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Riparian Buffers on Agricultural Land

 ​​Riparian buffers on agricultural lands provide a vegetated strip alongside waterways. They are important for a few reasons. First, riparian buffers reduce erosion, especially if native plants with dense root systems are present. Less erosion means better water quality and less of your valuable soil washing away. Riparian buffers with healthy plants are effective at filtering bacteria, nutrients, and other common pollutants.

Riparian buffers create habitat for fish and wildlife. Also, if a fence is present, a riparian buffer can protect livestock from drowning or getting hypothermia.

The Oregon Department of Agriculture does not require a minimum buffer width. However, Coos SWCD recommends the following formula for calculating a buffer width on a waterway:

Recommended buffer width on each side of a waterway = 2 x Bank Height + 10ft

The bank height is the height from the water level during summer low flow to the top of the stream bank. For example, if a stream has banks that are 5 ft high, the recommended buffer width would be 20 ft on each side of the stream. We encourage you to calculate a buffer width for your waterway and pace it out on the ground to visualize what the distance would look like. A number that looks high on paper usually looks more reasonable when visualized on-site. A small buffer is better than no buffer. Even a 5-10ft wide strip of grass on each side of a stream or ditch can filter most bacteria from livestock waste. A wider buffer may be necessary at locations with active erosion, especially on the outside of a big stream bend.

If you have a waterway that runs through a pasture, fencing will be necessary to protect your riparian buffer from livestock. If you intend to build a riparian fence, a wider riparian buffer is better than a narrow buffer. A wider buffer will give the waterway a bit more wiggle room and protect your fence. Although riparian plants slow down erosion, all streams move at least a little bit over the years and a stream can easily undercut a fence with a narrow buffer.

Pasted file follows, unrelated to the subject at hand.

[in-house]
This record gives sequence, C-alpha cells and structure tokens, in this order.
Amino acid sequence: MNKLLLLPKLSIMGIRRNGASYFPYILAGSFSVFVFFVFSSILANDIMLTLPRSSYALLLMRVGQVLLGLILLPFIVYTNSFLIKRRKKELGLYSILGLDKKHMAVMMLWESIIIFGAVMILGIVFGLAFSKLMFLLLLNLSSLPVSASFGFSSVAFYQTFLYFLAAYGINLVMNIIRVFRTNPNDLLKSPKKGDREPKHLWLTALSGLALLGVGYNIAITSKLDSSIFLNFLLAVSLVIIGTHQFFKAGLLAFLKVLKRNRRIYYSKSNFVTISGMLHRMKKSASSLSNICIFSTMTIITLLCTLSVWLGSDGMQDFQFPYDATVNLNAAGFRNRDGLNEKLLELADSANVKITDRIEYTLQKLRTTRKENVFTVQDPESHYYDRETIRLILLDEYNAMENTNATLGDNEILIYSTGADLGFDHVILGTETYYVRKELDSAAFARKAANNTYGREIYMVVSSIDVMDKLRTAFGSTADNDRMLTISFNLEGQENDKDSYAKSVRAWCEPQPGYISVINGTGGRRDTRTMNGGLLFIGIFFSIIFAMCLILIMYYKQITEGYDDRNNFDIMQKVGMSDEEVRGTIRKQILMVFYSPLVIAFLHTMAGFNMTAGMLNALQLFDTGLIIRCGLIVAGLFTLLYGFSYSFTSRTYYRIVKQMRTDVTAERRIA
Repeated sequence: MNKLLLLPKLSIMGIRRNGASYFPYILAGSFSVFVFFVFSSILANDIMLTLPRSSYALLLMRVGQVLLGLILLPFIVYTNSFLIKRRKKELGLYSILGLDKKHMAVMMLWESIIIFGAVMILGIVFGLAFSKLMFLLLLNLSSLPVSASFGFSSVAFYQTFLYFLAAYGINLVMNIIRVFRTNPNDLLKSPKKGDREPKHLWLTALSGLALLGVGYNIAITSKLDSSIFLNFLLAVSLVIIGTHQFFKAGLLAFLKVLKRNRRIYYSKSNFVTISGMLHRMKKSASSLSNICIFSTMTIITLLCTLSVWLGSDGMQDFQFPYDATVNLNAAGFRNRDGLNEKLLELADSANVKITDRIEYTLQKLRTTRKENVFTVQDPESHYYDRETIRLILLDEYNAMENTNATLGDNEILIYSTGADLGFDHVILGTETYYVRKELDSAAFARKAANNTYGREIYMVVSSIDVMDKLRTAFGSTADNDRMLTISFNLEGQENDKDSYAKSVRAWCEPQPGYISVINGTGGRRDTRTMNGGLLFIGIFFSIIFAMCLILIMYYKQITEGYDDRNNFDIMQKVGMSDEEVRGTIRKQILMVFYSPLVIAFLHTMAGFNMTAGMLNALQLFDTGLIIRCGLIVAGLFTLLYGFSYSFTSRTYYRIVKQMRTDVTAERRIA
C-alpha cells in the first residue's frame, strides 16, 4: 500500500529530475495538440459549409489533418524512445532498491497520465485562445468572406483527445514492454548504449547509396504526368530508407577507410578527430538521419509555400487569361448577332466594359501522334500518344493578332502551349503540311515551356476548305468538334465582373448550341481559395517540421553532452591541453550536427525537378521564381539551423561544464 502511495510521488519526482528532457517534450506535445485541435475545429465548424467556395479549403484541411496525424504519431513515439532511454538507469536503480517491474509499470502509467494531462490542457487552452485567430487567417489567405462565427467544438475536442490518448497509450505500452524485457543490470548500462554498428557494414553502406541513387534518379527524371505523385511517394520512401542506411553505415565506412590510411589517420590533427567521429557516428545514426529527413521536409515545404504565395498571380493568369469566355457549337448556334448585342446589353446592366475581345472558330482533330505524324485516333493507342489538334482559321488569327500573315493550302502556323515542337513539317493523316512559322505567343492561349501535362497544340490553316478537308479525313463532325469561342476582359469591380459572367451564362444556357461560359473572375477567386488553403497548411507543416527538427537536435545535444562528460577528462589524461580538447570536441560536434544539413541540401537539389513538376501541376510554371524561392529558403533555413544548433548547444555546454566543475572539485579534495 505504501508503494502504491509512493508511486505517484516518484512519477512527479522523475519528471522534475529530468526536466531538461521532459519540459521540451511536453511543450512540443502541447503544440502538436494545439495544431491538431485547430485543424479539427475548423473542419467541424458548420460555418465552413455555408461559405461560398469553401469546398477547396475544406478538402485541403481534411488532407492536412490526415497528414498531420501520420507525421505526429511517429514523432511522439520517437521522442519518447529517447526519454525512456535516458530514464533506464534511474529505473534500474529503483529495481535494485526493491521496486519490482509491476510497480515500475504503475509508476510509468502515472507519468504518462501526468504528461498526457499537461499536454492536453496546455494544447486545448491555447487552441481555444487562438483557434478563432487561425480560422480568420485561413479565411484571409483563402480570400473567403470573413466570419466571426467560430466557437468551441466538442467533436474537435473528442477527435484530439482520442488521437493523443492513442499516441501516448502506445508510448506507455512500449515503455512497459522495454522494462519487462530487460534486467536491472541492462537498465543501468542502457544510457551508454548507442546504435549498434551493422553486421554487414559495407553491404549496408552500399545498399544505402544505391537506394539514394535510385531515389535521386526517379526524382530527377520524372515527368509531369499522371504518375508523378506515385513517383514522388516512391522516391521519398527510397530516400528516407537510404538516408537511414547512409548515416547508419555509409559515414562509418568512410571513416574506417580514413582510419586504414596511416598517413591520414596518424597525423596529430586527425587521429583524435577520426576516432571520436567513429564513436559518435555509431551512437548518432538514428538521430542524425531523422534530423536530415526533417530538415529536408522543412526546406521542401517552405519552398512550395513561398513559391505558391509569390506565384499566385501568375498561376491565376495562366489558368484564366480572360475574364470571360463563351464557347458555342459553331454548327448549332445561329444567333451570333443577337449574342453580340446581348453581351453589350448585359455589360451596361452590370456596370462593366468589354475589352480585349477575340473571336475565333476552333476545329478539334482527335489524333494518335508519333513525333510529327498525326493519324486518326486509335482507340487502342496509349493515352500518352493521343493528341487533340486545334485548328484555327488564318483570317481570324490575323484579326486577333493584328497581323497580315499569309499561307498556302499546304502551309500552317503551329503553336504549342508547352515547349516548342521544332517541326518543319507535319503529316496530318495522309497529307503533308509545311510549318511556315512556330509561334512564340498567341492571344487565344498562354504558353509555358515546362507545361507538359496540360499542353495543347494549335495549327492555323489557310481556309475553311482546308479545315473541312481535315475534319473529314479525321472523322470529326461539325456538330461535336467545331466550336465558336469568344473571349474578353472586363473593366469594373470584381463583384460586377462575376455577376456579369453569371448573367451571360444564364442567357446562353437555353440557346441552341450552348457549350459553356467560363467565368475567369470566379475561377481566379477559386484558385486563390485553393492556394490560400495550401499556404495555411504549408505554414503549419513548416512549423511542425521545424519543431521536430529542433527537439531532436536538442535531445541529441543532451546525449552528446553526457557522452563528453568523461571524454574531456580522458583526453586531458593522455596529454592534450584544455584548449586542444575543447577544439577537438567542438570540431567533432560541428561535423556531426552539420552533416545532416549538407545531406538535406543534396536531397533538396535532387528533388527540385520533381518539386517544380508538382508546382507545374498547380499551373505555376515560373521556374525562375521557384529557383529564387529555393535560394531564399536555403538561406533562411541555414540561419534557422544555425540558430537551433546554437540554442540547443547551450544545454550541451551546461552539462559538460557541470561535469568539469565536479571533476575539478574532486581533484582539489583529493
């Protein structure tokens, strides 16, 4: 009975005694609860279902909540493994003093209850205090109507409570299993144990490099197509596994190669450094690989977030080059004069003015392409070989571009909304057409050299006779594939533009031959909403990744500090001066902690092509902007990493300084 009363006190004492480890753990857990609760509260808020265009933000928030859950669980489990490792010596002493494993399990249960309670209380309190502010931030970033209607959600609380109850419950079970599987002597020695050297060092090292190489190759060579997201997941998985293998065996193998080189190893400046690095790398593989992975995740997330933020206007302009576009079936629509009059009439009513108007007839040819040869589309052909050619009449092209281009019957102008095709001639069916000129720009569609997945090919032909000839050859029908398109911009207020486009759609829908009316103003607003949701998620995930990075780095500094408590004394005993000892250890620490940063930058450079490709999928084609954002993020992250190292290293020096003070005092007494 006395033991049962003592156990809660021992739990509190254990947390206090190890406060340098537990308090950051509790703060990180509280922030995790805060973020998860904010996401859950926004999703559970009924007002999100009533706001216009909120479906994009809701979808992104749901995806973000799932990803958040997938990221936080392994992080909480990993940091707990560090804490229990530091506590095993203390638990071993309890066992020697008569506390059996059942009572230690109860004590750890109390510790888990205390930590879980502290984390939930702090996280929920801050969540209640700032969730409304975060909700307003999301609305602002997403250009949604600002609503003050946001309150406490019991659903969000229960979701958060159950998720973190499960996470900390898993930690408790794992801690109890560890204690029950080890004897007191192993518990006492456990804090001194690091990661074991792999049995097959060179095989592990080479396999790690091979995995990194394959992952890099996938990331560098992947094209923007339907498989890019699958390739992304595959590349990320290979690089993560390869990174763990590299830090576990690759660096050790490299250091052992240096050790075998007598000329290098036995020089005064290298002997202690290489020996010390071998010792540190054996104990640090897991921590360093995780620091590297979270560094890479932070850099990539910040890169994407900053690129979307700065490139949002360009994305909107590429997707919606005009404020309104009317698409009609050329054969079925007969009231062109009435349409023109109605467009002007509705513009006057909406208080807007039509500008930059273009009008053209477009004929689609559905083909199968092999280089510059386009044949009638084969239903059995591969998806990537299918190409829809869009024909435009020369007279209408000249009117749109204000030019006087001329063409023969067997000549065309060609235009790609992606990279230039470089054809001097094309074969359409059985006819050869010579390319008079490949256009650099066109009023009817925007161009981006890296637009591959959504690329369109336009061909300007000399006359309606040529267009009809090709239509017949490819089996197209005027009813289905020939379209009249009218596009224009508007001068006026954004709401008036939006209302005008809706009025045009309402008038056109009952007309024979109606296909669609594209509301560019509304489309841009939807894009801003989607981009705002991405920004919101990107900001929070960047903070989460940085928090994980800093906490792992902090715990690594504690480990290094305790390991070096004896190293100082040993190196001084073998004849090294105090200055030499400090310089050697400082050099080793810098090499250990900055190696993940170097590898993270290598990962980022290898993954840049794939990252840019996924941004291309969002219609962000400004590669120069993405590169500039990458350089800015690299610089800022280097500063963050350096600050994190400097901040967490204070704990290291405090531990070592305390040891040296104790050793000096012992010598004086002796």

Just like agricultural land, riparian buffers require active management. This is usually in the form of weed control. Growing large, overstory trees in your riparian buffer can shade out most blackberries and other weeds. However, occasional weed control will be necessary. Coos SWCD or your local Watershed Association can provide technical advice on how to manage riparian weeds. If you decide to fence your riparian buffer, ensure enough gates are installed to allow easy access inside the buffer for weed control and removing wayward livestock. A riparian fence is a big investment, and it will require occasional maintenance. Choose a style that will effectively stop your livestock and that will be reasonable for you to maintain. We encourage working with an SWCD or Watershed Association to design a riparian fence that works for you and your operation.

Recently, we monitored water temperature on a 1 mile section of a large stream that has a riparian buffer of 25ft on each bank. The buffer was planted about 20 years ago with willow and alder trees and fenced with electric fencing. The trees are now very tall and are shading the stream enough to keep the water cool enough for baby salmon and trout. We were excited to see that the water was much colder in this section of stream than in stream sections upstream or downstream that did not have nice riparian buffers. Seeing successful projects like this on the ground motivates us in the work that we do!